Training for a World Record Attempt



Interview by Brendan Brazier,


Heather Mills and I have known each other for several years. Her passion for sport, social entrepreneurship, and environmental leadership has always impressed me. Here’s how our chat went when I visited Heather at her home just outside London.

Brendan: You’ve eaten plant-based for a long time now. How would you describe the way you eat these days?

Heather: I probably eat the best I have in twenty-five years. Being a vegan, I have always eaten pretty well, but since getting a hiatus hernia from dead-lifting 125 kilos, I have to eat non-acid-causing foods. Due to the hernia, I have secret acid reflux and a lower esophageal sphincter that no longer works. Apparently, a high percentage of people have acid reflux without knowing it. My friend’s partner just died of esophageal cancer and never knew they had severe acid reflux. Pretty crazy, huh.

For breakfast, I have a pea/hemp and brown rice protein shake, no fruit or anything added except water for quick assimilation. Then, one hour later, a homemade protein bar: Medjool dates, coconut oil, maca powder, chia seeds, goji berries, protein powder, soaked nuts, spirulina, chlorella, Moringa powder, and basically anything good in the kitchen. I blend with a little quinoa milk, roll into balls in almond flour and sesame seeds, and freeze. Then pull out five each day as car and train and plane snacks as I’m always on the move and it stops me from buying junk. Lunch is a soup or quinoa/avocado salad. Dinner is VBites vegan chicken and sweet potatoes, spinach/kale/broccoli. Other days, vegan seed-based homemade crumble pizzas, etc.

Brendan: What benefits do you notice?

Heather: I have seen great muscle strength and development alongside my weight lifting and ski training and endless energy. I’ve never been a big sleeper, but now, five hours is enough. Everyone is unique; if I slept eight hours, I would be so lethargic.

Brendan: Favorite post-workout fuel?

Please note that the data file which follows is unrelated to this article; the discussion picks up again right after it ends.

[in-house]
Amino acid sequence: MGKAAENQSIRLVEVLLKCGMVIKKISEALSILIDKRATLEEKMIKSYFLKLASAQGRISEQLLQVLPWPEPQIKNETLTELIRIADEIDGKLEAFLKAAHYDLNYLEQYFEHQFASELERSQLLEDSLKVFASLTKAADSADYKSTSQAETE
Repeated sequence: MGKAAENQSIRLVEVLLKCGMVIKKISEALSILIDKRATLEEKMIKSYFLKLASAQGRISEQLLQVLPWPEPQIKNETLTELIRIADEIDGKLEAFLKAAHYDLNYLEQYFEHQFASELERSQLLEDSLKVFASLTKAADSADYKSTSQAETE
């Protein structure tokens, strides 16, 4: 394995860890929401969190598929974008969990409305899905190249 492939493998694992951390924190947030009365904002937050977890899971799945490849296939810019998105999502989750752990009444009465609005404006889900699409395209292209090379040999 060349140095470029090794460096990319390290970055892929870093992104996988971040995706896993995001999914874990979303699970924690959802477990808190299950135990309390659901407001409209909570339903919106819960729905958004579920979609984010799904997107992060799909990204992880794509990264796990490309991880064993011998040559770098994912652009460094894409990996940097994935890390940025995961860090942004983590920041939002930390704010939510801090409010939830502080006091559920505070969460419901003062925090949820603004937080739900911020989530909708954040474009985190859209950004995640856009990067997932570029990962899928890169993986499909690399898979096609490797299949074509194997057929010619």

Heather: Homemade protein bars and protein shakes.

Brendan: You’ve won several gold medals. Do you or did you ever get nervous before an event? If so, do you have any tips to help settle your nerves?

Heather: Nervous, no. Excited, yes. Though nerves are good to get you going, I have never had them in life. Unless I’m meeting a potential mother-in-law—nothing is scarier than that! I have been a public speaker for twenty-five years, addressing fifty to five thousand people, so I’m good at shutting down and focusing. Besides, competing at my age is a luxury, and my experience in life has made me realize we must enjoy every finite minute we have. To motivate myself, I always envisage my daughter waiting for me at the bottom of every run, so that makes me want to get down fast.

Brendan: In the spring, you’ll be attempting to break the world speed record on skis. What does your training involve? Can you give us a sample day?

Heather: Yes, the world speed record and Guinness World Record. No disabled woman has ever tried it, and I want to show that everything is possible if you set your mind to it. My days go like this: Five a.m., wake up. E-mails. Seven a.m., get my daughter ready for school. Breakfast. School drop-off. One-hour drive to gym.

Monday, two hours in gym, split body chest/biceps. Five exercises on each. Five sets, sometimes pyramid. Chest press flat and incline. Pec deck, press-ups. Single-arm dumbbell chest. Bicep curls. Z-bar curls. Bicep pulls, etc.

Tuesday, legs. Squats, leg extensions, leg press, ham curls, dead lifts, lunges, etc.

Wednesday, shoulders/triceps. Shoulder press. Body pull-ups. Lat pull-downs. Lat raises. Deltoid raises. Triceps dips. Extensions. French press. Rope extensions, etc.

Thursday, back/core/press-ups, etc.
Ski-training week, 5 a.m., wake up. Stretching. Breakfast. Thirty minutes on bike warmup. Prosthetic limb adjustments. Leg rubs as stump freezes or bleeds or blisters when overused. Four hours speed-skiing in a tuck position. Leg strength very important. I get minimal lactic acid due to being vegan.

Heather Mills has developed plant-based alternatives to meat and dairy through her multi-award-winning ethical vegan food company, VBites. After sustaining injuries in a 1993 road accident, including the loss of her left lower leg, she started her skiing career as a British Paralympic athlete in 2011.


Read the Full Story of Heathers World Record Attempt


Interview by Brendan Brazier | Copyright